As new SI practitioners, you are just learning to see patterns of strain and side-to-side imbalance that spiral through your client’s body as they move. You now know that if a joint is unable to flex and extend fully, your client will be forced to rotate around the joint. And if sets of joints (ankles, knees, hips) are unable to flex and extend fully, your client will be forced to rotate their whole body when walking.
In class, you are being asked to see whole body patterns of movement and to see how rotation and side-to-side imbalance in one area affect the entire body when your client moves. You are learning to see not just isolated areas of strain, but to step back and see the big picture as your client moves. As SI practitioners, we are always looking for joints to be able to flex and extend fully, and for side-to-side balance between sets of joints.
As new practitioners, you are learning to think three-dimensionally. To assess for side to side, front to back, upper to lower and outside to inside balance, and to build a three-dimensional picture of what is happening in your client’s body. And when you see rotation and side-to-side imbalance in one area of the body, to immediately ask what is happening elsewhere in your client’s body as they move.
You are also learning when you see rotation in the legs and arms, to ask how those rotations affect the structural alignment of the pelvic and shoulder girdles and their ability to pivot. And, of course, to ask what fascial layers have adhered together near the humeral and femoral heads that are forcing the girdles into rotation and limiting their ability to pivot. And when you see rotation between the girdles to immediately ask, how will these rotations affect the transfer of motion through the body’s vertical center (core) and the client’s ability to be grounded and centered?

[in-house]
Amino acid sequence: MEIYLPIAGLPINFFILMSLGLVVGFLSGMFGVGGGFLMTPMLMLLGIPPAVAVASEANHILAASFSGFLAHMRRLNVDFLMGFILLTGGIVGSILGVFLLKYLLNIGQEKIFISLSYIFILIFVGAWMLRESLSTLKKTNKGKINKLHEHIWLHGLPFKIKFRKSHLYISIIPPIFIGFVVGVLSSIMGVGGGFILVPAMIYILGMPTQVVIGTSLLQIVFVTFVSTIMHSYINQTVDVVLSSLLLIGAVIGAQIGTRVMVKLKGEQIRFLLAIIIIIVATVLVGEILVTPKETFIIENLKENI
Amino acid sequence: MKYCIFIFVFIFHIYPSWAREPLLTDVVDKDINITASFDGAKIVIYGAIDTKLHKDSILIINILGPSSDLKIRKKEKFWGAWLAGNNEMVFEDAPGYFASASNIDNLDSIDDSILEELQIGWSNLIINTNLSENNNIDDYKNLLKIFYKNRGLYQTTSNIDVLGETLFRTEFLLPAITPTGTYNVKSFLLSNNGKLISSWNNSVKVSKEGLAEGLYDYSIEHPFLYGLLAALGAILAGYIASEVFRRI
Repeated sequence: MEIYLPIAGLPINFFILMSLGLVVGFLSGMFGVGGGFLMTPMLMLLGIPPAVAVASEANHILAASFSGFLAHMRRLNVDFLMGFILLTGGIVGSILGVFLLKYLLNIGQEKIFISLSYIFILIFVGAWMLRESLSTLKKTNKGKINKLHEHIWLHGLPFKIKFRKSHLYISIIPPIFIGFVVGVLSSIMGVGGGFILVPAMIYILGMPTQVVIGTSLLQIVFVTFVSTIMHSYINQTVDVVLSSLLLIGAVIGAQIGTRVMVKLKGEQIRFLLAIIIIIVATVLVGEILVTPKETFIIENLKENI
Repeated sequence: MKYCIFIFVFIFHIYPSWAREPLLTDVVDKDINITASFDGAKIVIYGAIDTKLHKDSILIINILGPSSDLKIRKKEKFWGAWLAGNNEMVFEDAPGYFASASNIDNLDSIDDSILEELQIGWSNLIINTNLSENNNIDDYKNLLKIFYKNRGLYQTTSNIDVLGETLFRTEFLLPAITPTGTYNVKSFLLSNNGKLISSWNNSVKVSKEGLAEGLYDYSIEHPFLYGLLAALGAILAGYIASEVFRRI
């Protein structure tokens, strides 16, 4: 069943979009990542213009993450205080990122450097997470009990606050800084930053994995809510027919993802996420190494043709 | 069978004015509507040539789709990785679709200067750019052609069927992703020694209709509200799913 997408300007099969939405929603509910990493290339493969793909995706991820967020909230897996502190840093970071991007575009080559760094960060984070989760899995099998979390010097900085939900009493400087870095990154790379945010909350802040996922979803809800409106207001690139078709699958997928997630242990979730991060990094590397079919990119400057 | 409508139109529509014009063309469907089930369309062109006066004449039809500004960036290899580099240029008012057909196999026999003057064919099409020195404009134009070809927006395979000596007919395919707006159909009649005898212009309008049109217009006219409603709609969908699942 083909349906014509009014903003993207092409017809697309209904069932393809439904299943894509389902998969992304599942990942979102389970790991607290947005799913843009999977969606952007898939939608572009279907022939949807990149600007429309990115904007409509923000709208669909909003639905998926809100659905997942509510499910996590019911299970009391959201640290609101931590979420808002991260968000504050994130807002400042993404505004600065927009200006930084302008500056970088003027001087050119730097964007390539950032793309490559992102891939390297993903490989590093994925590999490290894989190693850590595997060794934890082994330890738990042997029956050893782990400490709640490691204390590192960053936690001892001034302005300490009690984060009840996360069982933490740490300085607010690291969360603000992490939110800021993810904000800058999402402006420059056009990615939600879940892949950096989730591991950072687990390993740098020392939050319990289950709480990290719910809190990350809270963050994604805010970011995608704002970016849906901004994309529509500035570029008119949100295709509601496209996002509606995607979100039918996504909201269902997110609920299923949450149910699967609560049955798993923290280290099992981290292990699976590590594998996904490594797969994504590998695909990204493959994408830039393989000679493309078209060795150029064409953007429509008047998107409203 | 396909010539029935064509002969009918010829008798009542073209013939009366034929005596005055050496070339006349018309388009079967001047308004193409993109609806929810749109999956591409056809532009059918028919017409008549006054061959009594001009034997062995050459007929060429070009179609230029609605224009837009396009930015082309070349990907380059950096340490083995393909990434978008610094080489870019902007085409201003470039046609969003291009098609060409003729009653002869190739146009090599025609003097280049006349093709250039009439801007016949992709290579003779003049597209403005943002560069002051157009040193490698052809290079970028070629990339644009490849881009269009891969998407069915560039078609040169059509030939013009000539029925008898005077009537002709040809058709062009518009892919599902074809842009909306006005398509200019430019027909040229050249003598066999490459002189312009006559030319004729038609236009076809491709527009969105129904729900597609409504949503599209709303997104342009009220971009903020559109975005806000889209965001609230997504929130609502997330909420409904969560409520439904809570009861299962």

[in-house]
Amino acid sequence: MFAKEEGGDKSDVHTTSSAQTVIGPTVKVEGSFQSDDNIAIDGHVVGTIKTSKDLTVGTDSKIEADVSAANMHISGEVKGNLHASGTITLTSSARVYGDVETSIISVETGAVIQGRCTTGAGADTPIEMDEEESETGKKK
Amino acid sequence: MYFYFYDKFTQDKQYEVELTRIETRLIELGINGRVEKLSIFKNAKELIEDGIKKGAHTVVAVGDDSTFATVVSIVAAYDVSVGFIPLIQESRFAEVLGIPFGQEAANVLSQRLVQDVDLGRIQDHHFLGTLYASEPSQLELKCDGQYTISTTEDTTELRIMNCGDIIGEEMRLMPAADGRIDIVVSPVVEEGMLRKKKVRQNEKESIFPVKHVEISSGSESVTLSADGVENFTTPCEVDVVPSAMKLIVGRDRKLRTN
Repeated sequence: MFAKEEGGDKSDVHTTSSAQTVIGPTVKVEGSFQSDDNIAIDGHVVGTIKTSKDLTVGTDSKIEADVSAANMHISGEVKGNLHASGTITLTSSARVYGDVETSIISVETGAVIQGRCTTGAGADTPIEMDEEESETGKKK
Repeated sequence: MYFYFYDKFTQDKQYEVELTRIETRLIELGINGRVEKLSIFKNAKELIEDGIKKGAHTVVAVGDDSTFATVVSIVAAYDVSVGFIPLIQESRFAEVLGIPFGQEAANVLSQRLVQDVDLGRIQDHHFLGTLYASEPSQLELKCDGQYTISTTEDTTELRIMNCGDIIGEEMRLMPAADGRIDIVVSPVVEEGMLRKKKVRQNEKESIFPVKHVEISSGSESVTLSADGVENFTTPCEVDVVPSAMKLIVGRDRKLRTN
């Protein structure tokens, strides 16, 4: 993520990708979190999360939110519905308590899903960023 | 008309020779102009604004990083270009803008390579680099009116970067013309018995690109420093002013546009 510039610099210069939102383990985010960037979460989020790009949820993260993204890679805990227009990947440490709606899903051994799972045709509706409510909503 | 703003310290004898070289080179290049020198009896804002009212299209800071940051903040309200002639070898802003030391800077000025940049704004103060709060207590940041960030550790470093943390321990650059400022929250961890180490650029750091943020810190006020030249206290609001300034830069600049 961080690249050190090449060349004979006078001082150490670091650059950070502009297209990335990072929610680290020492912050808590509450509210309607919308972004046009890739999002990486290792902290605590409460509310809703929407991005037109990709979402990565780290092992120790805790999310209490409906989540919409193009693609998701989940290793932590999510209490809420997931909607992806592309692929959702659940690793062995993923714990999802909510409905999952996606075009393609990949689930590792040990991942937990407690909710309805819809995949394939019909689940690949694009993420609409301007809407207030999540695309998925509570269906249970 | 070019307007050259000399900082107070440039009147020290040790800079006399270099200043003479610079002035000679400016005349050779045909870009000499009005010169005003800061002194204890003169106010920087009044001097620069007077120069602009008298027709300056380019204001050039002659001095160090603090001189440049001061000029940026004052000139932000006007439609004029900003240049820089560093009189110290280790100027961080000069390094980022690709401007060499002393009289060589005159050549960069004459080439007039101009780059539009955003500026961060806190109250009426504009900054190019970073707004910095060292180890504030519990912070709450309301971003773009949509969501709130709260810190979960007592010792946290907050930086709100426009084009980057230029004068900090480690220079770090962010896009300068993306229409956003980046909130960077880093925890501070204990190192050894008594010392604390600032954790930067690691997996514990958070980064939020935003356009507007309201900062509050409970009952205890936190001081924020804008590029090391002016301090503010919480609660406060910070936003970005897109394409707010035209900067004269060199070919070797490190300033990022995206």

As new practitioners you are discovering the outer myofascial shell that surrounds the entire body. And that this surrounding myofascial sleeve has integrity and needs to be mobilized before we can access the deeper myofascial layers closer to the body’s vertical center.
You’re also discovering that the body has a structural core, and that this core also has integrity and must be mobile to functional optionally. And, of course, you’re learning to differentiate the body’s structural core from its outer sleeve, and thus to support the core’s functional integrity and the balance between the core and the outer sleeve.
Most important, you’re learning to think strategically, planning many steps ahead and doing the groundwork necessary to build a solid foundation for your client’s future growth and long-term stability. It’s becoming clear that each Session of Dr. Rolf’s Ten Session Recipe builds upon the previous Session – that you can’t do Session Three without having done Sessions One and Two. And, of course, that you shouldn’t do Sessions Four through Seven without having done Sessions One through Three.
You are learning not only what there is to do, but in what order and when to do each step. And of course, you are learning the discipline that it takes to do Structural Integration and to support your client’s structural balance and integrity.